25 April 2024

Public spending ‘trade-offs’ needed to meet defence pledge, Cameron accepts

25 April 2024

Lord Cameron has acknowledged that public spending “trade-offs” will be needed to meet the Government’s pledge to increase the defence budget, after Prime Minister Rishi Sunak declined to rule out cuts beyond the civil service.

The Foreign Secretary said the announcement to raise spending to 2.5% of GDP by 2030 was a “very clear demonstration” of the Conservative Government’s priorities.

Mr Sunak says it will be funded by cutting 72,000 civil service jobs, but economists have said the commitment will hit other areas as well.

During a five-day visit to Central Asia, Lord Cameron said the commitment was “necessary” to protect national security as “the first priority of government”.

All spending decisions are trade-offs because if you spend a pound on one thing you can't spend it on something else, and this is a very clear demonstration of the Conservative Government's priorities in terms of making this happen

Asked whether public spending trade-offs beyond the civil service were needed to fund the pledge, he said: “All spending decisions are trade-offs because if you spend a pound on one thing you can’t spend it on something else, and this is a very clear demonstration of the Conservative Government’s priorities in terms of making this happen.”

In an election year, the Tories hope the Prime Minister’s commitment will be a key dividing line with Labour, which has also said it will raise the budget to 2.5%, only when economic conditions allow.

The 2030 pledge was previously made by Boris Johnson in 2022 following Russia’s invasion of Ukraine.

Asked how Mr Sunak’s announcement differed from the former prime minister’s promise to raise defence spending to 2.5%, the Foreign Secretary said: “There’s a great difference between making a pledge and actually having a plan to achieve a pledge.”

Lord Cameron, who cut defence spending to 2.03% of GDP while he was in Number 10, added: “I’ve sat in the chair where you have to make decisions about who gets what spending. This is a really important commitment because of the challenges we face internationally.”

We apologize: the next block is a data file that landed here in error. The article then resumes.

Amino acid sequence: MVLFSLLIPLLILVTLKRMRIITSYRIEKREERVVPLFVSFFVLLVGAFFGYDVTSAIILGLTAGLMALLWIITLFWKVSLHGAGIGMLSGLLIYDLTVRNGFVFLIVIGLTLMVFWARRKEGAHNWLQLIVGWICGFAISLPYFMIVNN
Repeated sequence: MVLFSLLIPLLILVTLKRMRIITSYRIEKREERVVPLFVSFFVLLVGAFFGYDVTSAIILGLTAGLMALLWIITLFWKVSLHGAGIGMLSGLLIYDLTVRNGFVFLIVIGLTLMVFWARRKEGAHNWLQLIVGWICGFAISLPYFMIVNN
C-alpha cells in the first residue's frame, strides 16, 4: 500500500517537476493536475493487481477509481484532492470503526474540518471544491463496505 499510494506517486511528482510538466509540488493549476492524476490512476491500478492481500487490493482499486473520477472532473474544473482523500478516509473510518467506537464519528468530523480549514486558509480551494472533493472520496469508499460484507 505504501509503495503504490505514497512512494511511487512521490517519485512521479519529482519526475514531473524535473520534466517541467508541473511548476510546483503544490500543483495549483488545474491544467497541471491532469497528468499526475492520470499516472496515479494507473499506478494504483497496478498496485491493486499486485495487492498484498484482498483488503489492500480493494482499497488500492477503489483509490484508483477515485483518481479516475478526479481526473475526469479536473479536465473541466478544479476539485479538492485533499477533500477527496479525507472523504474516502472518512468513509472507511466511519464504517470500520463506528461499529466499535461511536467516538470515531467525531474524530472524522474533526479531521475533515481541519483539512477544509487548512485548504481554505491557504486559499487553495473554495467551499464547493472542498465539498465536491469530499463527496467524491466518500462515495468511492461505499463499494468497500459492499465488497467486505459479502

Meanwhile, at a press conference in Berlin, Mr Sunak was asked whether his defence increase will mean tax rises and deep cuts, which he rejected as “not a fair characterisation”.

He said the plan is “fully funded” with a reduction in the civil service headcount and an uplift in research and development spending, but added that “we are making a choice to prioritise defence”.

Pressed to rule out further cuts, the Prime Minister said: “We have record investment in our public services, including the NHS – that’s not going to change, it’s going to continue.

“We have record investment in our schools – that’s not going to change, it’s going to continue to increase. And alongside that we are able to cut people’s taxes.”

The current Nato target for defence spending is 2% – although only 11 members of the alliance met that goal in 2023.

After Mr Sunak’s announcement on Tuesday, the UK Government has said it wants that benchmark to increase to 2.5%, which would add £140 billion to the Nato budget if met by all 32 members.

The Institute for Fiscal Studies (IFS) has said unprotected areas of public spending will now face cuts of about 4% a year after 2025 to help meet the defence commitment.

Downing Street said the plan would cost £4.5 billion in 2028/29, of which £2.9 billion would come from savings because of the reduction in the size of the civil service, with £1.6 billion coming from the research and development budget.

No 10 would not give any further details of where jobs would be lost or whether the reduction in headcount could be achieved through natural wastage or if it would require redundancies.

Details will be set out at a future spending review, a spokeswoman said.

Labour has said the Tories “have shown time and time again that they cannot be trusted”.

Shadow defence secretary John Healey said that “since 2010, the Conservatives have wasted more than £15 billion mismanaging defence procurement, shrunk the army to its smallest size since Napoleon, missed their recruitment targets every year, and allowed morale to fall to record lows”.

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